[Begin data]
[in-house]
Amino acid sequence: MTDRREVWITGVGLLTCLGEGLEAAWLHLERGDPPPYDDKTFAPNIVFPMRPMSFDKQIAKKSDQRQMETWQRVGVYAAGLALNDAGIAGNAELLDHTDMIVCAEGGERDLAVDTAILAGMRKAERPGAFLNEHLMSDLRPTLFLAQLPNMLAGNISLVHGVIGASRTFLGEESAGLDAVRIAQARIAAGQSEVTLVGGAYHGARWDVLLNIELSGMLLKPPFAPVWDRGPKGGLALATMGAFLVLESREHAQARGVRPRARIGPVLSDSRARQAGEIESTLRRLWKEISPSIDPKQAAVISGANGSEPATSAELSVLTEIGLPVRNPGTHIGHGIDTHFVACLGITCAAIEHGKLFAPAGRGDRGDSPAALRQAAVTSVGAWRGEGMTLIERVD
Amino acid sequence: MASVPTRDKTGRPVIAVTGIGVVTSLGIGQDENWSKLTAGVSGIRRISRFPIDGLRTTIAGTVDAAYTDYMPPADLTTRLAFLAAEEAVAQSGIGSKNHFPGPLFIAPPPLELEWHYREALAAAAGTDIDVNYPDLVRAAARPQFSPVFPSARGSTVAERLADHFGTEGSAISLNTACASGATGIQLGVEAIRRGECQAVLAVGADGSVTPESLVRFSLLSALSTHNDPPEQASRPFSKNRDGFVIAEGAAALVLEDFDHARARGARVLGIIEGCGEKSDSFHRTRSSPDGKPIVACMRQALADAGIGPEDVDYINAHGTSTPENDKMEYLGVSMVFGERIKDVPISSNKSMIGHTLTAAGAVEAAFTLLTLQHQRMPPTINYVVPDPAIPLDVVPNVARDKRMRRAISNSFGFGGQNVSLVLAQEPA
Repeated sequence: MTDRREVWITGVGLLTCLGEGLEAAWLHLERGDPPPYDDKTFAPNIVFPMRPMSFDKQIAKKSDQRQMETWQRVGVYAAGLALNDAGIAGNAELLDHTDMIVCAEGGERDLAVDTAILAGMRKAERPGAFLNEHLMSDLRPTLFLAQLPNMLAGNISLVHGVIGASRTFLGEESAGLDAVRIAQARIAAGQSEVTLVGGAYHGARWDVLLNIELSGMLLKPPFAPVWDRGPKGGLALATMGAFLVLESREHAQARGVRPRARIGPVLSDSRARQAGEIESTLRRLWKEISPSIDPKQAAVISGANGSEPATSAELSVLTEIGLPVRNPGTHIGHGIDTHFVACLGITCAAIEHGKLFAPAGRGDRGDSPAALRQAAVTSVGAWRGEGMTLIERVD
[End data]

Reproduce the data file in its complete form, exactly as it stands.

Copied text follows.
[in-house]
Amino acid sequence: MTDRREVWITGVGLLTCLGEGLEAAWLHLERGDPPPYDDKTFAPNIVFPMRPMSFDKQIAKKSDQRQMETWQRVGVYAAGLALNDAGIAGNAELLDHTDMIVCAEGGERDLAVDTAILAGMRKAERPGAFLNEHLMSDLRPTLFLAQLPNMLAGNISLVHGVIGASRTFLGEESAGLDAVRIAQARIAAGQSEVTLVGGAYHGARWDVLLNIELSGMLLKPPFAPVWDRGPKGGLALATMGAFLVLESREHAQARGVRPRARIGPVLSDSRARQAGEIESTLRRLWKEISPSIDPKQAAVISGANGSEPATSAELSVLTEIGLPVRNPGTHIGHGIDTHFVACLGITCAAIEHGKLFAPAGRGDRGDSPAALRQAAVTSVGAWRGEGMTLIERVD
Amino acid sequence: MASVPTRDKTGRPVIAVTGIGVVTSLGIGQDENWSKLTAGVSGIRRISRFPIDGLRTTIAGTVDAAYTDYMPPADLTTRLAFLAAEEAVAQSGIGSKNHFPGPLFIAPPPLELEWHYREALAAAAGTDIDVNYPDLVRAAARPQFSPVFPSARGSTVAERLADHFGTEGSAISLNTACASGATGIQLGVEAIRRGECQAVLAVGADGSVTPESLVRFSLLSALSTHNDPPEQASRPFSKNRDGFVIAEGAAALVLEDFDHARARGARVLGIIEGCGEKSDSFHRTRSSPDGKPIVACMRQALADAGIGPEDVDYINAHGTSTPENDKMEYLGVSMVFGERIKDVPISSNKSMIGHTLTAAGAVEAAFTLLTLQHQRMPPTINYVVPDPAIPLDVVPNVARDKRMRRAISNSFGFGGQNVSLVLAQEPA
Repeated sequence: MTDRREVWITGVGLLTCLGEGLEAAWLHLERGDPPPYDDKTFAPNIVFPMRPMSFDKQIAKKSDQRQMETWQRVGVYAAGLALNDAGIAGNAELLDHTDMIVCAEGGERDLAVDTAILAGMRKAERPGAFLNEHLMSDLRPTLFLAQLPNMLAGNISLVHGVIGASRTFLGEESAGLDAVRIAQARIAAGQSEVTLVGGAYHGARWDVLLNIELSGMLLKPPFAPVWDRGPKGGLALATMGAFLVLESREHAQARGVRPRARIGPVLSDSRARQAGEIESTLRRLWKEISPSIDPKQAAVISGANGSEPATSAELSVLTEIGLPVRNPGTHIGHGIDTHFVACLGITCAAIEHGKLFAPAGRGDRGDSPAALRQAAVTSVGAWRGEGMTLIERVD